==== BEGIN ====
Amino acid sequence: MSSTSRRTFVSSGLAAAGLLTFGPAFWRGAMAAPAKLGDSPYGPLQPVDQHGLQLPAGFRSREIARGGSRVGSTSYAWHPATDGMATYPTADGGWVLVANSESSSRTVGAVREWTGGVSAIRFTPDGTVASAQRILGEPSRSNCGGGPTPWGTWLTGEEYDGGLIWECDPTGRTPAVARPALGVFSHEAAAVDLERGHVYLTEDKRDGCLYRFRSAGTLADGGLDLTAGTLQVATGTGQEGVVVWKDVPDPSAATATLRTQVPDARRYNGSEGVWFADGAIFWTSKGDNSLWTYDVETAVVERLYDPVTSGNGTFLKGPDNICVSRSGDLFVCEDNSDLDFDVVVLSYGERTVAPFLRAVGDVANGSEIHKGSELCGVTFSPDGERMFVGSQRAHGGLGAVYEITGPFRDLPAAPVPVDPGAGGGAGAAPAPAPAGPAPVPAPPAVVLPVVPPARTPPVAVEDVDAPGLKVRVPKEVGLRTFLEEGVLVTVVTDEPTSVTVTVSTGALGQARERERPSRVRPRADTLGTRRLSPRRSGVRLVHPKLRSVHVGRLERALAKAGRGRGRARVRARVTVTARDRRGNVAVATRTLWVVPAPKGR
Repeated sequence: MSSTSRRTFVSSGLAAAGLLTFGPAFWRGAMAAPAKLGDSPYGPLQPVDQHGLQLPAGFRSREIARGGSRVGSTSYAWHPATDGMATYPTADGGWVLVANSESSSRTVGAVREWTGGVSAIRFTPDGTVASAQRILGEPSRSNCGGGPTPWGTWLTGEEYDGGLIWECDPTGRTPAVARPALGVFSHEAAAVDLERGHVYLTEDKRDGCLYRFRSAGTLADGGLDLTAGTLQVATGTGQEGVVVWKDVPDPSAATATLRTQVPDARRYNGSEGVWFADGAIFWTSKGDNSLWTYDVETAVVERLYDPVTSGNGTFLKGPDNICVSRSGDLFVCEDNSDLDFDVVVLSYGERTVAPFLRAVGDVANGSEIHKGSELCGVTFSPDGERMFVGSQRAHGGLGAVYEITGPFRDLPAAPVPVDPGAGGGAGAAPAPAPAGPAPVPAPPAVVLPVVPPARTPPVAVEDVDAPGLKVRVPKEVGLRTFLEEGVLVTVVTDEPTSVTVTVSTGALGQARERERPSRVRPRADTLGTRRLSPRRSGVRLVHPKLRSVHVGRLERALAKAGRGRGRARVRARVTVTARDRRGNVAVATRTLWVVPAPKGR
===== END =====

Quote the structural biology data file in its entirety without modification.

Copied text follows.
Amino acid sequence: MSSTSRRTFVSSGLAAAGLLTFGPAFWRGAMAAPAKLGDSPYGPLQPVDQHGLQLPAGFRSREIARGGSRVGSTSYAWHPATDGMATYPTADGGWVLVANSESSSRTVGAVREWTGGVSAIRFTPDGTVASAQRILGEPSRSNCGGGPTPWGTWLTGEEYDGGLIWECDPTGRTPAVARPALGVFSHEAAAVDLERGHVYLTEDKRDGCLYRFRSAGTLADGGLDLTAGTLQVATGTGQEGVVVWKDVPDPSAATATLRTQVPDARRYNGSEGVWFADGAIFWTSKGDNSLWTYDVETAVVERLYDPVTSGNGTFLKGPDNICVSRSGDLFVCEDNSDLDFDVVVLSYGERTVAPFLRAVGDVANGSEIHKGSELCGVTFSPDGERMFVGSQRAHGGLGAVYEITGPFRDLPAAPVPVDPGAGGGAGAAPAPAPAGPAPVPAPPAVVLPVVPPARTPPVAVEDVDAPGLKVRVPKEVGLRTFLEEGVLVTVVTDEPTSVTVTVSTGALGQARERERPSRVRPRADTLGTRRLSPRRSGVRLVHPKLRSVHVGRLERALAKAGRGRGRARVRARVTVTARDRRGNVAVATRTLWVVPAPKGR
Repeated sequence: MSSTSRRTFVSSGLAAAGLLTFGPAFWRGAMAAPAKLGDSPYGPLQPVDQHGLQLPAGFRSREIARGGSRVGSTSYAWHPATDGMATYPTADGGWVLVANSESSSRTVGAVREWTGGVSAIRFTPDGTVASAQRILGEPSRSNCGGGPTPWGTWLTGEEYDGGLIWECDPTGRTPAVARPALGVFSHEAAAVDLERGHVYLTEDKRDGCLYRFRSAGTLADGGLDLTAGTLQVATGTGQEGVVVWKDVPDPSAATATLRTQVPDARRYNGSEGVWFADGAIFWTSKGDNSLWTYDVETAVVERLYDPVTSGNGTFLKGPDNICVSRSGDLFVCEDNSDLDFDVVVLSYGERTVAPFLRAVGDVANGSEIHKGSELCGVTFSPDGERMFVGSQRAHGGLGAVYEITGPFRDLPAAPVPVDPGAGGGAGAAPAPAPAGPAPVPAPPAVVLPVVPPARTPPVAVEDVDAPGLKVRVPKEVGLRTFLEEGVLVTVVTDEPTSVTVTVSTGALGQARERERPSRVRPRADTLGTRRLSPRRSGVRLVHPKLRSVHVGRLERALAKAGRGRGRARVRARVTVTARDRRGNVAVATRTLWVVPAPKGR